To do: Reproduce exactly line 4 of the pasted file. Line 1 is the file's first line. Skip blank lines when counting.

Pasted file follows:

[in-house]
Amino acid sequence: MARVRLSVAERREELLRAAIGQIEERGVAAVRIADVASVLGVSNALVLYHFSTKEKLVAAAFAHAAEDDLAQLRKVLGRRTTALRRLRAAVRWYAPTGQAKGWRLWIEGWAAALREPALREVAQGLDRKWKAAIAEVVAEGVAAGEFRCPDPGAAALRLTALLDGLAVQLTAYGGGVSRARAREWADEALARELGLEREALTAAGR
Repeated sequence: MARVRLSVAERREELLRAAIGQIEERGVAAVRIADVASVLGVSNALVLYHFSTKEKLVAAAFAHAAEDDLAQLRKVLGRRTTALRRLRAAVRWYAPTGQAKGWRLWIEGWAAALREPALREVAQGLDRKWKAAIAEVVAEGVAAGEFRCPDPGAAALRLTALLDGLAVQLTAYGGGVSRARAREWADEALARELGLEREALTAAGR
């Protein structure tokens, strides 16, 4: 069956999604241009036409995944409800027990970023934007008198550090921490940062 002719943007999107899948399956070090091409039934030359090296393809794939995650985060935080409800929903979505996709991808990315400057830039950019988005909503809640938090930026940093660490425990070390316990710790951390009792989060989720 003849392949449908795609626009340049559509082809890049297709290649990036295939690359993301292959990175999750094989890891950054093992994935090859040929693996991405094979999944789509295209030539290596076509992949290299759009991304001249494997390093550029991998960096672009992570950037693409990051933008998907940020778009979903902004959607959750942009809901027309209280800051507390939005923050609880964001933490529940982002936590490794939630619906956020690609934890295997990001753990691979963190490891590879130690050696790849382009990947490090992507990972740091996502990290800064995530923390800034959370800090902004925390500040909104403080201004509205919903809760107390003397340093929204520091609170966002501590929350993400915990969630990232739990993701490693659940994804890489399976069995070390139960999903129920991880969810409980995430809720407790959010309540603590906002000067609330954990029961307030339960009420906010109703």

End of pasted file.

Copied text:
């Protein structure tokens, strides 16, 4: 069956999604241009036409995944409800027990970023934007008198550090921490940062 002719943007999107899948399956070090091409039934030359090296393809794939995650985060935080409800929903979505996709991808990315400057830039950019988005909503809640938090930026940093660490425990070390316990710790951390009792989060989720 003849392949449908795609626009340049559509082809890049297709290649990036295939690359993301292959990175999750094989890891950054093992994935090859040929693996991405094979999944789509295209030539290596076509992949290299759009991304001249494997390093550029991998960096672009992570950037693409990051933008998907940020778009979903902004959607959750942009809901027309209280800051507390939005923050609880964001933490529940982002936590490794939630619906956020690609934890295997990001753990691979963190490891590879130690050696790849382009990947490090992507990972740091996502990290800064995530923390800034959370800090902004925390500040909104403080201004509205919903809760107390003397340093929204520091609170966002501590929350993400915990969630990232739990993701490693659940994804890489399976069995070390139960999903129920991880969810409980995430809720407790959010309540603590906002000067609330954990029961307030339960009420906010109703």